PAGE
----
Could Legalizing Medical Marijuana Curb the Opioid Epidemic?

Could Legalizing Medical Marijuana Curb the Opioid Epidemic?

When states began legalizing marijuana, there was an expectation that there would be significantly more pot smokers. However, not only did that not happen but there was a realization of another consequence, fewer opioid users. The decline was not just a few less or even a handful. Hospitalization rates for those who had a dependence on painkillers and opioids dropped an average of 23% in the states in which marijuana was legalized for medicinal purposes, and overdose rates declined by an average of 13%.

Even as hospitals braced for an increase in marijuana-induced hospitalizations, a report in Drug and Alcohol dependence has shown that these hospitalizations just didn’t occur. The studies author, Yuyan Shi, a professor of public health at the University of California pointed out that the use of medical marijuana may have led to the reduction in hospitalizations for opioid pain treatments. She went on to say that although the results are preliminary, his study is not the only to reveal this trend.

A professor of emergency medicine at Oregon Health and Science University, located in Portland, found herself intrigued by the study. Dr. Esther Choo has expressed that the theory that access to marijuana may lower misuse of opioids certainly needs long-term and creative research, but it should indeed occur. She suggested in an email that it is plausible to think that increasing access to marijuana could solve the opioid dilemma. She was quick to add that there is much we still need to learn about marijuana and the policies that surround it.

Medical marijuana is now legal in 28 states and Washington, D.C. These areas are home to 60% of Americans. And although the studies suggest a reduction, prescription painkiller abuse still kills an average of 91 individuals daily. Dr. Choo set to work analyzing hospital records dating 1997-2014 for 27 states. Nine of the states analyzed have legal medical marijuana. She came to the same conclusion as others, as the nine states did show declines in opioid-related death.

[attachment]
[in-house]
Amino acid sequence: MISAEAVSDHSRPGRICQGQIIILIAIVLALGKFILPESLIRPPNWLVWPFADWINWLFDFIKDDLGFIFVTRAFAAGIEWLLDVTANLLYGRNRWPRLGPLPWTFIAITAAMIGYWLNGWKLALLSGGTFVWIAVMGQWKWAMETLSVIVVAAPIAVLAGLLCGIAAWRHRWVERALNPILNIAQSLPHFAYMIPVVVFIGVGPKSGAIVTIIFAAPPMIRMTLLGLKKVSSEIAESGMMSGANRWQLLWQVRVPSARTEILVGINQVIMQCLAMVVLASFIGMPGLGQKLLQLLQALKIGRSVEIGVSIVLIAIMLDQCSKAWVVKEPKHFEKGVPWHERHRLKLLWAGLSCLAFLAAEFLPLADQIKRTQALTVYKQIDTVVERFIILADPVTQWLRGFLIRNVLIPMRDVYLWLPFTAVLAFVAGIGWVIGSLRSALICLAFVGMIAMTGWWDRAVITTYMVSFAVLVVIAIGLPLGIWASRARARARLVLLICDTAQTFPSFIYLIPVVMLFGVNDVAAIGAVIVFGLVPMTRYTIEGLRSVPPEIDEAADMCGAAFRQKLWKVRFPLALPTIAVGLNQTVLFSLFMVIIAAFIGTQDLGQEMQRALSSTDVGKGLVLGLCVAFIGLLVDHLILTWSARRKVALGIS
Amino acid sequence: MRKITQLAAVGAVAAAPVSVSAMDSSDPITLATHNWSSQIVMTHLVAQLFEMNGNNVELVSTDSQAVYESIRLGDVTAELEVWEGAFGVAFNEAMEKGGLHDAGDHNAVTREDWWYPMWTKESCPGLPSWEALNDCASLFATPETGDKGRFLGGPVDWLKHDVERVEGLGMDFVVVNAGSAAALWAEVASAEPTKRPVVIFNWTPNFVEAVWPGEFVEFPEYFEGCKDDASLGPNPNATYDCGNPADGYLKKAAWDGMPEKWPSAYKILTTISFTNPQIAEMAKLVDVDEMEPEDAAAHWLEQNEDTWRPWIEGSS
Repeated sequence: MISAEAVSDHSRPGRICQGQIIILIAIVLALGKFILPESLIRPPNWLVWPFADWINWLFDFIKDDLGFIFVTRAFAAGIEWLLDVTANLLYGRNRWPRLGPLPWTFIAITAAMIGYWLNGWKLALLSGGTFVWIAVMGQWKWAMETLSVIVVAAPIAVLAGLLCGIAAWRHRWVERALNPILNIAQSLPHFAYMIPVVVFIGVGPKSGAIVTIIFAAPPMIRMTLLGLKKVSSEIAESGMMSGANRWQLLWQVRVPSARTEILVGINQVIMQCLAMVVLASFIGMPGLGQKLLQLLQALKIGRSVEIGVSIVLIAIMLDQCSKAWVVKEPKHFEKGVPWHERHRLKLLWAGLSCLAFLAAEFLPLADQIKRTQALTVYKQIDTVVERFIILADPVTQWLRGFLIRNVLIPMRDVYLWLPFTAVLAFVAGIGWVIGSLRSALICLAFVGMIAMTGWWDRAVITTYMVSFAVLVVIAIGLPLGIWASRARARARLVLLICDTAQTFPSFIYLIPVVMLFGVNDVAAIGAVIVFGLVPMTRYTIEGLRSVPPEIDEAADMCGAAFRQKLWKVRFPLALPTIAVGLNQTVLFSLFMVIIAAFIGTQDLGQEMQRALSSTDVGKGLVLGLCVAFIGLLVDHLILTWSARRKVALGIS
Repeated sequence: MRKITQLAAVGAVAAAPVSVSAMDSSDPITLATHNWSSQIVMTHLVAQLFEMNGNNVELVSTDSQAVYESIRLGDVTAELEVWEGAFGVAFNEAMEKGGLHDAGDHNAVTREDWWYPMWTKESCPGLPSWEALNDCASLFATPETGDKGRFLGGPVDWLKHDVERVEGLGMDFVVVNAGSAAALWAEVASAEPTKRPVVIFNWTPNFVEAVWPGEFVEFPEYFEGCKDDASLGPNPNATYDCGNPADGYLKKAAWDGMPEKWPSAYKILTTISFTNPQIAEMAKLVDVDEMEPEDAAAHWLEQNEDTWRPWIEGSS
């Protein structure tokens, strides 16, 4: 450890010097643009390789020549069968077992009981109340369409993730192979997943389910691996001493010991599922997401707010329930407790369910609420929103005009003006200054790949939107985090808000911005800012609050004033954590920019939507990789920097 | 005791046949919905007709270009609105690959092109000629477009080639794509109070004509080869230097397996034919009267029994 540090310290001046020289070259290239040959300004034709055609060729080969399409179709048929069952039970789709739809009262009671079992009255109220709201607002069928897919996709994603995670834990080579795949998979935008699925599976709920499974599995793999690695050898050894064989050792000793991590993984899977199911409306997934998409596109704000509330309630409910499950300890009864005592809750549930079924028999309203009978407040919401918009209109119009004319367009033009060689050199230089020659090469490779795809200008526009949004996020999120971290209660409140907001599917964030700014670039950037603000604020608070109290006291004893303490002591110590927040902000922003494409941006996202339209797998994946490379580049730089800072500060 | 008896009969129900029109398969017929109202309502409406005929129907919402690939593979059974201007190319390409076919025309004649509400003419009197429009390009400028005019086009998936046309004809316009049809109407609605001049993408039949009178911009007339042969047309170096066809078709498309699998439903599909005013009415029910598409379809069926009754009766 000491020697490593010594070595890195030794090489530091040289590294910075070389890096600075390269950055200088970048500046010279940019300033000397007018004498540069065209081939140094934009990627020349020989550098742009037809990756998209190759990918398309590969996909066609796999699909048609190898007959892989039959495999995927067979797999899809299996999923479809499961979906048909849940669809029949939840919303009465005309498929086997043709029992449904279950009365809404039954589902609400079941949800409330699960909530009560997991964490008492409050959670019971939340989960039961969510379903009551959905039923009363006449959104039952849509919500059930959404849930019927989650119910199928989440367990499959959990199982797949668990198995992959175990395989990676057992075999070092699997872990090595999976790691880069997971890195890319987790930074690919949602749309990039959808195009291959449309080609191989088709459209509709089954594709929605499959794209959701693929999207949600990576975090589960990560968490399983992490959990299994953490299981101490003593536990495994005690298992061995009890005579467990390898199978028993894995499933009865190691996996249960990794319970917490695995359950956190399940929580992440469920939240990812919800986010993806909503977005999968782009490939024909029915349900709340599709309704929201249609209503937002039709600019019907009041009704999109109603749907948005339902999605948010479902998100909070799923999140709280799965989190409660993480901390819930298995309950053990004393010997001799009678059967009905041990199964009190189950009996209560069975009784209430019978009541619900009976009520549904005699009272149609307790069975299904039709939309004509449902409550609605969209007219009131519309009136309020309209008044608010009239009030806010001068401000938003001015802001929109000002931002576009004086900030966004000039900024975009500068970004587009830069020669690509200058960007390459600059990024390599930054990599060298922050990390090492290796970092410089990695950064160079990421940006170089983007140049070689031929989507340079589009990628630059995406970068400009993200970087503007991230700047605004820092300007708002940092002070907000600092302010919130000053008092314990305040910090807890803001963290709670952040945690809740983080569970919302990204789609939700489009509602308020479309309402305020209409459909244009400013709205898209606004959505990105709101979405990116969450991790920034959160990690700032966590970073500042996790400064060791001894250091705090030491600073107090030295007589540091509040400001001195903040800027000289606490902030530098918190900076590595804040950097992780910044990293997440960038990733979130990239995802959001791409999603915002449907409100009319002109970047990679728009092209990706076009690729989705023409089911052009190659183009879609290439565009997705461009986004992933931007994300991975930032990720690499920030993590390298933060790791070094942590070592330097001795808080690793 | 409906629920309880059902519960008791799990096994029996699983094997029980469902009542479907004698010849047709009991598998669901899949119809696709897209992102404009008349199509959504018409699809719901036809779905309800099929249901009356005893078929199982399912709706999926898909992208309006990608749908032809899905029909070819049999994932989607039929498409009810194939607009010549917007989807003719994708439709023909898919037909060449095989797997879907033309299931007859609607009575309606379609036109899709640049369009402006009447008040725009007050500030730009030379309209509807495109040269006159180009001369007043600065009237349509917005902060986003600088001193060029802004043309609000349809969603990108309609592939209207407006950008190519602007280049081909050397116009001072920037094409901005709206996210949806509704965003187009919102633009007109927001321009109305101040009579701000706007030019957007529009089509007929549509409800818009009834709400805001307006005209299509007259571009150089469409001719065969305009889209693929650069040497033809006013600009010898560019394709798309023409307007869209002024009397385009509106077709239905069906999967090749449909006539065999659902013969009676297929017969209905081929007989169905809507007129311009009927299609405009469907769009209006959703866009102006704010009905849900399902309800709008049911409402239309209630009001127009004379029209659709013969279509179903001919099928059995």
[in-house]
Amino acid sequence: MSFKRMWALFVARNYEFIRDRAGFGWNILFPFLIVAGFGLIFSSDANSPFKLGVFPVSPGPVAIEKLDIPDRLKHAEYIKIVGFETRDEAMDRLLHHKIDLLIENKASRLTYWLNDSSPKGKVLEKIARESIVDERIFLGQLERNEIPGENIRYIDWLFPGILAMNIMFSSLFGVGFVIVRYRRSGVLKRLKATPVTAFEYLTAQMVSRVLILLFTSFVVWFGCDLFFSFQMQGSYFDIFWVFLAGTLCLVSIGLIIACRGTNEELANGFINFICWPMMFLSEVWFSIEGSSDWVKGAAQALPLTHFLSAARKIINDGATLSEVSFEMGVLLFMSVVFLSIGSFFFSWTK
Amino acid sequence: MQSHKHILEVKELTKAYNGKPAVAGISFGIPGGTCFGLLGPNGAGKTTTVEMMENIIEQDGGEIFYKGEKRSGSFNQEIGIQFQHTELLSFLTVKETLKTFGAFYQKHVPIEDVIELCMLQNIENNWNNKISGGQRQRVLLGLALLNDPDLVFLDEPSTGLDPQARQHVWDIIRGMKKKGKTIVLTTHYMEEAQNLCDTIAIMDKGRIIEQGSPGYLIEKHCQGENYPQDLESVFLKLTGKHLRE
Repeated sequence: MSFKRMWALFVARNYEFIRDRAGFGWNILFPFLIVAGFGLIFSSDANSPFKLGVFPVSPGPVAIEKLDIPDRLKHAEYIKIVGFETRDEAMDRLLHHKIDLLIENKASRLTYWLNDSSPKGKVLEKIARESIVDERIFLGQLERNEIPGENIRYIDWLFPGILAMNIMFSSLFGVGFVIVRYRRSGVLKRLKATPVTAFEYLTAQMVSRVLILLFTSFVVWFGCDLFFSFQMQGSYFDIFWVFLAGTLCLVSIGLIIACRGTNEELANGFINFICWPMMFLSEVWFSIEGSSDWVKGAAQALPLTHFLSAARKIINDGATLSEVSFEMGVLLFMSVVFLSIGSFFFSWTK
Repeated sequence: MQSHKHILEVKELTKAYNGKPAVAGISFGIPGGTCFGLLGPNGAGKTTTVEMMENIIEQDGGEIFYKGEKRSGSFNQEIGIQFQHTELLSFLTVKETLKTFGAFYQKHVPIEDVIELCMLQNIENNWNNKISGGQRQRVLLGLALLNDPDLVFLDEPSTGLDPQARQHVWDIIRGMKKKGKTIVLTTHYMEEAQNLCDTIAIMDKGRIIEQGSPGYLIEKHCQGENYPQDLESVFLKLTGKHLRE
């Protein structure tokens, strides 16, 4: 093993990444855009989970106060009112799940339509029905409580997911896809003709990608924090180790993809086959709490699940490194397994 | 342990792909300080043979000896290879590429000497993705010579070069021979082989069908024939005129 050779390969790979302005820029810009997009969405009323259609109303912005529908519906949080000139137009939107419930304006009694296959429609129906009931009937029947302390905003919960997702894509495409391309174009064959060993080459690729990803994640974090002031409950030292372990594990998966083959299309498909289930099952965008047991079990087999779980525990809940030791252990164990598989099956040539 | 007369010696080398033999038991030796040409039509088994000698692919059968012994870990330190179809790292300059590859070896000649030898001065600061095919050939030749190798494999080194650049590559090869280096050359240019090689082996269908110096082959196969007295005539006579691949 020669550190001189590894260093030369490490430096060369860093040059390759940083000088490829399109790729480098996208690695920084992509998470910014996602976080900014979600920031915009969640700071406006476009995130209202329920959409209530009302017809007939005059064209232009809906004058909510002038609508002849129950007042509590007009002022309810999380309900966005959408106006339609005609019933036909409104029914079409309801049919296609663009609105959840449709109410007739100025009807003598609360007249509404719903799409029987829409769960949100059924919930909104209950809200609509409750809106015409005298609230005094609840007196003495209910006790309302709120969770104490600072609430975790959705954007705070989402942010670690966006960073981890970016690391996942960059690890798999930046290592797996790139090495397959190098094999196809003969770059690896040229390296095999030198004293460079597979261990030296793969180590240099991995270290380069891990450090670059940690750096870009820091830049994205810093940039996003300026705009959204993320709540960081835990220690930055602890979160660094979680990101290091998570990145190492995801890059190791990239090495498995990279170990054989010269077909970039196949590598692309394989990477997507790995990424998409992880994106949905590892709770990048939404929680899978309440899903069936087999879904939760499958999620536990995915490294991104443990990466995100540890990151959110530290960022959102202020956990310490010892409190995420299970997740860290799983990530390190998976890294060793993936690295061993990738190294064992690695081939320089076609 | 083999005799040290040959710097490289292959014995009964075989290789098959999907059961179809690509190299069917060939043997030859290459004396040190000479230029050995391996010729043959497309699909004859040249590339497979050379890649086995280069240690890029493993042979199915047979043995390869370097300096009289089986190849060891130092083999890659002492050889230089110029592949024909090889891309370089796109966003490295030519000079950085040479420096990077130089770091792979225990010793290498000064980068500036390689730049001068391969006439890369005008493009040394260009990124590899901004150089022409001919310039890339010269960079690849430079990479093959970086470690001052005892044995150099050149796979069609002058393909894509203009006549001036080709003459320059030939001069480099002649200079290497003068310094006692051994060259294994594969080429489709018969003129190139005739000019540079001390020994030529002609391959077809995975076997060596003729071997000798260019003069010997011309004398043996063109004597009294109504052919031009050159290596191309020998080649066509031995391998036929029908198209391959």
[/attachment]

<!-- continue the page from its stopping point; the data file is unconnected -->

Even studies done years previously have shown this decrease. Dr. Marcus Bachhuber showed in 2014 revealed that in legal medical marijuana states, opioid overdose deaths had fallen by 25%. Dr. Bachhuber has offered cannabis in his menu of pain relievers at his practice for the last year. He treats patients who are in severe pain as a result of HIV/AIDS in New York but was not involved in this study.

He stated in a phone interview that many of his patients express a desire to move away from opioids, which can be highly addictive, and many have made the switch to marijuana to help them taper off. However, because of a 1970 federal law, he is unable to prescribe, and can only state a recommendation for marijuana. This law put cannabis down as a Schedule 1 Drug, which is the same categorization of heroin. In fact, this law makes it so that if a doctor works for the federal government, they are not allowed to even mention marijuana, and it limits the research that can be done.

This January, a report by National Academies stated that they had found conclusive evidence that marijuana treats chronic pain, chemotherapy-induced nausea, and that there is no indication whatsoever of deaths caused by cannabis overdose. The independent panel did, however, state that frequent users do have an increase in the risk of vehicle accidents and the development of schizophrenia.

Dr. Bachhuber believes the lack of research into medicinal marijuana is unfortunate, as we have some research that suggests that it does work. However, he states, we need to be able to figure out what works best, what doses are best, and how long it can be safely used.

Washington still is dragging its feet, with Jeff Sessions, U.S. Attorney General, stating last week that the idea that marijuana will lower heroin dependence astonishes him and that he views legalization as allowing one drug to replace another.

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